Even the most experienced business developers and marketers will learn new ideas or be reminded of concepts they had utilized in the past but perhaps have gotten away from. Also, recent sales research is stressing the need for "new insight-based" selling techniques [I would argue that this is really not "new" at all and has been in practice for years]. The solution selling architecture provides the ideal framework to integrate these approaches into the buying/selling process. I would also recommend that you spend the extra money and purchase the accompanying Solution Selling Fieldbook by Eades, Touchstone and Sullivan which includes a software CD that provides countless sales aids, templates, and examples.
So, that is my recommended business development reading list. Give these books a try and let me know what you think. What other books have you read that stand out in your mind and why? I’m always looking for a good instructional read.
I was recently reviewing pageviews in my blog postings and realized the most popular article was The 5 Best Business Books You May Have Never Read. The five books listed provided actionable advice and ideas based on comprehensive and thorough research. My intention was to create a recommended reading list to help new sales and marketing professionals sort through the literary noise and easily find the most practical business development information. I find many of the recent business development books are too simplistic and do not provide the complex insights necessary to improve business development performance. Much time can be wasted if you don’t know where to look.
After reviewing my original list, I realized I should have added two books, both classics and both “must reads”:
Crossing the Chasm, 3’rd Edition: Marketing and Selling Disruptive Products to Mainstream Customers by Geoffrey A. Moore. Originally published in 1991, revised and updated for the third time in 2014. See it at: Crossing the Chasm at Amazon.com
The “chasm” is probably the most important, single market adoption concept identified since Michael Huthwaite’s sales research on Seller/Buyer behavior. The latest edition provides new ideas for marketing in the digital world and gives recent examples of companies that have successfully navigated the “chasm”.
If you’re not familiar with Moore’s chasm concept, it leverages the earlier diffusions of innovations theory work of Everett Rogers. The chasm concept refers to a time (and revenue) lag, based upon market adoption. The author segments corporate buyers into five categories; Innovators, Early Adopters, Early Majority, Late Majority and Laggards; each unique in the way they envision the future and select products and vendor partners. This market adoption time lag, or “chasm” occurs between the Innovators/Early Adopter category and the three other market adoption categories. Moore cautions managers and investors not to become impatient and abandon the enterprise before it reaches its full potential—a common mistake if organizations do not plan for this temporary lag in their product’s market adoption.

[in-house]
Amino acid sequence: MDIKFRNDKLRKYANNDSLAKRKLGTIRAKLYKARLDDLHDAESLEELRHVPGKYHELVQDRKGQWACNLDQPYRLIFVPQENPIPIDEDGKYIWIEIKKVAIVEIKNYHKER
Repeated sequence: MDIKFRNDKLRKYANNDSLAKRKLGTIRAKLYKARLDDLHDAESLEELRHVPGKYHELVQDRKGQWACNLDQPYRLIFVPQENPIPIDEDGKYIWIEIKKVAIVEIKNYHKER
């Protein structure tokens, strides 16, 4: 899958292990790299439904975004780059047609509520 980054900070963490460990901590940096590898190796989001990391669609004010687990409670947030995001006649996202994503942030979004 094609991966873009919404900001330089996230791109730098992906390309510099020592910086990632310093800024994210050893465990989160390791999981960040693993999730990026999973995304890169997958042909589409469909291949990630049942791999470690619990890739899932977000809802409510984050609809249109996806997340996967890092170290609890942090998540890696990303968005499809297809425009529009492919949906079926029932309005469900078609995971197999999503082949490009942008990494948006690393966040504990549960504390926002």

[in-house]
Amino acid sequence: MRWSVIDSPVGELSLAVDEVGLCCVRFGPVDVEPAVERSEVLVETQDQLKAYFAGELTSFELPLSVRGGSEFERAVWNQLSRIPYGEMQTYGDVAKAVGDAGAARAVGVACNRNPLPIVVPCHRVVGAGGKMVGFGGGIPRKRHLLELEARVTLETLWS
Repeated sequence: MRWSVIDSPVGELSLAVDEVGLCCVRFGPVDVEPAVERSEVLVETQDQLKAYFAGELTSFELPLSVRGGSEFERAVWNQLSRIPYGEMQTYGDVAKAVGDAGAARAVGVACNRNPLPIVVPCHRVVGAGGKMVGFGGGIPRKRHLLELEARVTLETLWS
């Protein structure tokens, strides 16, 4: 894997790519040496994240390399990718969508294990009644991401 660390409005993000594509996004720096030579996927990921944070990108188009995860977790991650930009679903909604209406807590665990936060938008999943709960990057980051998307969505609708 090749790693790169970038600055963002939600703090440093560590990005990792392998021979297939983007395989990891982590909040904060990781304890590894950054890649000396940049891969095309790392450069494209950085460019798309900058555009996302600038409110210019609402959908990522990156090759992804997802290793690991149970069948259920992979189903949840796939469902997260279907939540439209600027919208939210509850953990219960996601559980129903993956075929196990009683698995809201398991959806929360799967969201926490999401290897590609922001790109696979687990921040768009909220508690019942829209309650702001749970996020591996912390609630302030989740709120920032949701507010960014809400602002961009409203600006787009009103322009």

Read this book first if your B2B customers embed your solutions to create their B2C products. The marketing adoption implications of the “chasm” concept are immense but the sales process model implications are even greater. Sales process models for pre-chasm, B2B sales must support longer, riskier sales cycles with greater time and resource investment. Subject-matter experts from across the seller’s organization will be required to participate in co-ideation (design-in) activities very early in the customer’s product development lifecycle. Also, when selling to customers with pre-chasm products, managing early sales activities (quantity and quality) will provide a more accurate forecast of future sales success than more lagging, outcome-based performance measures.
Sales and Marketing the Six Sigma Way by Michael Webb and Tom Gorman Sales and Marketing the Six Sigma Way. Originally released in 2006 and re-released in paperback in 2013.
One of the best kept secrets of the business development world… It’s a few years old now but the concepts and tools remain the same, regardless of any new-media or social channels your target audience may prefer. You don’t have to be a 6 Sigma quality expert or certified “belt” to benefit from this book. It’s packed with good ideas, models, and techniques to help you think big (about the forest), and to think small (about the trees). It will easily be one of the most highlighted and referenced books in your office library.
If you are a chief executive, you’ll have many questions for your sales and marketing leadership after reading it. The “Key Points” highlighted at the end of each chapter helps to prioritize the reader’s takeaways. Though the company case studies sometimes seem a bit simplistic, the exercise examples are robust and complex. The SIPOC model (Suppliers, Inputs, Process, Outputs, Customers) in the Chapter 4 supplement will be of particular interest to those considering a start-up venture; it’s great for brainstorming potential new business models, partners and markets. Ideas from this book will provoke beneficial debate on your current or planned business entity for years to come. You can thank me later...
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Mike Peters is the managing director of the Whitespace Consulting Group, a global business development strategy firm. The Whitespace Consulting Group has been helping multi-cultural clients optimize their business development strategy since 2005. He can be reached at email@example.com.